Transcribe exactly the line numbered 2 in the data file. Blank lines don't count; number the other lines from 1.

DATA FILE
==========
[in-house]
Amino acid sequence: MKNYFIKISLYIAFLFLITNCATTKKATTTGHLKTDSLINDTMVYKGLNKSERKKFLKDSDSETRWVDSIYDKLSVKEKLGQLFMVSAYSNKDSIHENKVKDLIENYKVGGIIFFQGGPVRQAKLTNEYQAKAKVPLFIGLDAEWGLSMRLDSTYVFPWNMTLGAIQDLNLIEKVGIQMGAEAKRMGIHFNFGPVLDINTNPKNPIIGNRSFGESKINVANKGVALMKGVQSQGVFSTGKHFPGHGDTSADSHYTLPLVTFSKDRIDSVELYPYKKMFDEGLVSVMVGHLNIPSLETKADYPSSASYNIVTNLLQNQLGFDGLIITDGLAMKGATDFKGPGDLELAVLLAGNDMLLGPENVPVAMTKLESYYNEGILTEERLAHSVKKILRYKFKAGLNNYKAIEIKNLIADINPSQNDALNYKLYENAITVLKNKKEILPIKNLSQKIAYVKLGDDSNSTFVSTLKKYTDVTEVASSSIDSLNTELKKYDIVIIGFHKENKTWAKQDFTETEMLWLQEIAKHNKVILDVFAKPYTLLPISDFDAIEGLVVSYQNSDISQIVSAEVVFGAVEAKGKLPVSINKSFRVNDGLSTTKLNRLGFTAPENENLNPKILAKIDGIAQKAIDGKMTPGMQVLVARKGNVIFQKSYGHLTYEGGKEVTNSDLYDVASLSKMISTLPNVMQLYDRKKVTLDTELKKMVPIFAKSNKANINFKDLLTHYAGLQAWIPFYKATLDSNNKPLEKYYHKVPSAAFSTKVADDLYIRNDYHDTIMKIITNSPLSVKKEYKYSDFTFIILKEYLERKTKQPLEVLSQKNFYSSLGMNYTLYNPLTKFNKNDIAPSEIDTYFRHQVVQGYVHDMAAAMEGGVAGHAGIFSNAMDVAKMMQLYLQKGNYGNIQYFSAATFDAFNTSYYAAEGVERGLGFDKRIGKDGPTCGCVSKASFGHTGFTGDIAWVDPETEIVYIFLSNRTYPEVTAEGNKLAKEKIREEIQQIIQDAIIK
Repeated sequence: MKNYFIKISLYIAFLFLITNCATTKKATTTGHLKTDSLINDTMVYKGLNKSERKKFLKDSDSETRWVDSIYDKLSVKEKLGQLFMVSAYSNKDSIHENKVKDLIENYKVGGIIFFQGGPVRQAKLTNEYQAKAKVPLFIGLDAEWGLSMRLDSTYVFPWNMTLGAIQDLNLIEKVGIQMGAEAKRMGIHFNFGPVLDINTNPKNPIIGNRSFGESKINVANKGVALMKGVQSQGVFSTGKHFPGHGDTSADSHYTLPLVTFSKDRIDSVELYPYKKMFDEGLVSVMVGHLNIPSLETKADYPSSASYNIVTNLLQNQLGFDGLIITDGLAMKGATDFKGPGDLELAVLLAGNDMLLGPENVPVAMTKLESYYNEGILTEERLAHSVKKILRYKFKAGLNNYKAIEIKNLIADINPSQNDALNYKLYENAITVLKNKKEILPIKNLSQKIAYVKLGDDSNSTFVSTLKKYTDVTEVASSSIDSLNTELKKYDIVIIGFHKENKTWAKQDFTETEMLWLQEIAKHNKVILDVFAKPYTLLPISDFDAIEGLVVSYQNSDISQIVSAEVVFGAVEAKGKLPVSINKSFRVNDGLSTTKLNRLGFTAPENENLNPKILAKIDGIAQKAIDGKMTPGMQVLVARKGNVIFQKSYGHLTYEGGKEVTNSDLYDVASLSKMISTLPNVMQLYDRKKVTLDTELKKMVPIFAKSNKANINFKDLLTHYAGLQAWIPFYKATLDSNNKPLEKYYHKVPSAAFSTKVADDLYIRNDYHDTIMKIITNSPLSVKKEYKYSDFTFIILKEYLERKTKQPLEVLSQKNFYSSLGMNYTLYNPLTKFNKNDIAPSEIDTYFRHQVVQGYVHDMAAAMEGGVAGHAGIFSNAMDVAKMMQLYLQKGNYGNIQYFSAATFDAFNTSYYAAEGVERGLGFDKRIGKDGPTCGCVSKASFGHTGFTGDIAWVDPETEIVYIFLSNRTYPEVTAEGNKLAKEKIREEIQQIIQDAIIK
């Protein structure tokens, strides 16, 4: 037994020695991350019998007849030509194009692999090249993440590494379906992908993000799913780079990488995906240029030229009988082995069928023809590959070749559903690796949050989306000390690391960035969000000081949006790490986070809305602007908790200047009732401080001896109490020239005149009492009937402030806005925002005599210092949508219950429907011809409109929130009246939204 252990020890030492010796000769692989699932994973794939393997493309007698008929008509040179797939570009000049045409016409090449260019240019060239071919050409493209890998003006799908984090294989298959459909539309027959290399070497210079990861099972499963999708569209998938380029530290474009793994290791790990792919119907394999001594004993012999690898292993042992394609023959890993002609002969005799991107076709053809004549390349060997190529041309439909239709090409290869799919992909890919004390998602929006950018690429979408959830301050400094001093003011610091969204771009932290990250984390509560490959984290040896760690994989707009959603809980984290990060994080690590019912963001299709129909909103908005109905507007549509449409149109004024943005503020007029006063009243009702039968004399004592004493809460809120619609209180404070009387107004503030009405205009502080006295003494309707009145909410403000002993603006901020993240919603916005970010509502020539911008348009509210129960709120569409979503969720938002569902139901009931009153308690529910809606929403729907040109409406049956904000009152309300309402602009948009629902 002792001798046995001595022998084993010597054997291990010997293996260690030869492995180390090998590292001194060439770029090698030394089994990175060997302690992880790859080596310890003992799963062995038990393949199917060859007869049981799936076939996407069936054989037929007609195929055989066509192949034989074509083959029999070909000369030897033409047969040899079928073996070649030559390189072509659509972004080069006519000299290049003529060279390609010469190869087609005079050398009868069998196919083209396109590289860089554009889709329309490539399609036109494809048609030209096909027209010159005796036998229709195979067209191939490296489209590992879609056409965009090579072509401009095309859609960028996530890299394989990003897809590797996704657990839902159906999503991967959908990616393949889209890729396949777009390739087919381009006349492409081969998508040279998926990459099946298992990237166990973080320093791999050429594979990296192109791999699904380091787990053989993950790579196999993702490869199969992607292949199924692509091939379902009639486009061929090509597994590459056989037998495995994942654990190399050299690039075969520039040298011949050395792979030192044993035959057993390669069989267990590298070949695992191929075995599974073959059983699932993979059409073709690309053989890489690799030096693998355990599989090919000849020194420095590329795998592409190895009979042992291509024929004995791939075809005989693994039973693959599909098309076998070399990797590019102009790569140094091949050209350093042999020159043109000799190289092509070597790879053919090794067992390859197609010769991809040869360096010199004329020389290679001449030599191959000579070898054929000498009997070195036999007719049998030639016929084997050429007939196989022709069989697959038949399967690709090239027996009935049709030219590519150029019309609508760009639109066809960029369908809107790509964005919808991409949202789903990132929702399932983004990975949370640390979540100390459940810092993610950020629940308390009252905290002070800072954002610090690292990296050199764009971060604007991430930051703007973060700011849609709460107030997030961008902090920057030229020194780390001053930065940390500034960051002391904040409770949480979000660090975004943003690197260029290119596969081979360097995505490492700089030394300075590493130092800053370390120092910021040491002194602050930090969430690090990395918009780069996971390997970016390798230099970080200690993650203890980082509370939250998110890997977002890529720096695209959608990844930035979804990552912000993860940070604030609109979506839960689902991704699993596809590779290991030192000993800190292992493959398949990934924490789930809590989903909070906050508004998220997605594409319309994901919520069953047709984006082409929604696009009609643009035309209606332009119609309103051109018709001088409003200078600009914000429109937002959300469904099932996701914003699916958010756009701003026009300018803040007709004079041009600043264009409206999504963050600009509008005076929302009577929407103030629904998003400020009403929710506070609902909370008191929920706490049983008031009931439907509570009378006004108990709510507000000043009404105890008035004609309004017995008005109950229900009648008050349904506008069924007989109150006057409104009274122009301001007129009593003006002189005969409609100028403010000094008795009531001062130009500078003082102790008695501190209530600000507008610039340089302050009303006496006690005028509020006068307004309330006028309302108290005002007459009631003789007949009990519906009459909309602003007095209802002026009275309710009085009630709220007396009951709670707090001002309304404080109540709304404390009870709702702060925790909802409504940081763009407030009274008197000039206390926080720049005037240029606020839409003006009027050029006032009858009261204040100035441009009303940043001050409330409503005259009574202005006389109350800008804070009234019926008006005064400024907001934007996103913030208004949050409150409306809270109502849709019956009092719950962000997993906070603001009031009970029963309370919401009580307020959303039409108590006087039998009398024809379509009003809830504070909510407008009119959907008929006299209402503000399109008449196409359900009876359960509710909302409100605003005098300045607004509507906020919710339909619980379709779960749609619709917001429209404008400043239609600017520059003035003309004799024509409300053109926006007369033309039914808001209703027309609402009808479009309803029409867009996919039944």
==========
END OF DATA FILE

Amino acid sequence: MKNYFIKISLYIAFLFLITNCATTKKATTTGHLKTDSLINDTMVYKGLNKSERKKFLKDSDSETRWVDSIYDKLSVKEKLGQLFMVSAYSNKDSIHENKVKDLIENYKVGGIIFFQGGPVRQAKLTNEYQAKAKVPLFIGLDAEWGLSMRLDSTYVFPWNMTLGAIQDLNLIEKVGIQMGAEAKRMGIHFNFGPVLDINTNPKNPIIGNRSFGESKINVANKGVALMKGVQSQGVFSTGKHFPGHGDTSADSHYTLPLVTFSKDRIDSVELYPYKKMFDEGLVSVMVGHLNIPSLETKADYPSSASYNIVTNLLQNQLGFDGLIITDGLAMKGATDFKGPGDLELAVLLAGNDMLLGPENVPVAMTKLESYYNEGILTEERLAHSVKKILRYKFKAGLNNYKAIEIKNLIADINPSQNDALNYKLYENAITVLKNKKEILPIKNLSQKIAYVKLGDDSNSTFVSTLKKYTDVTEVASSSIDSLNTELKKYDIVIIGFHKENKTWAKQDFTETEMLWLQEIAKHNKVILDVFAKPYTLLPISDFDAIEGLVVSYQNSDISQIVSAEVVFGAVEAKGKLPVSINKSFRVNDGLSTTKLNRLGFTAPENENLNPKILAKIDGIAQKAIDGKMTPGMQVLVARKGNVIFQKSYGHLTYEGGKEVTNSDLYDVASLSKMISTLPNVMQLYDRKKVTLDTELKKMVPIFAKSNKANINFKDLLTHYAGLQAWIPFYKATLDSNNKPLEKYYHKVPSAAFSTKVADDLYIRNDYHDTIMKIITNSPLSVKKEYKYSDFTFIILKEYLERKTKQPLEVLSQKNFYSSLGMNYTLYNPLTKFNKNDIAPSEIDTYFRHQVVQGYVHDMAAAMEGGVAGHAGIFSNAMDVAKMMQLYLQKGNYGNIQYFSAATFDAFNTSYYAAEGVERGLGFDKRIGKDGPTCGCVSKASFGHTGFTGDIAWVDPETEIVYIFLSNRTYPEVTAEGNKLAKEKIREEIQQIIQDAIIK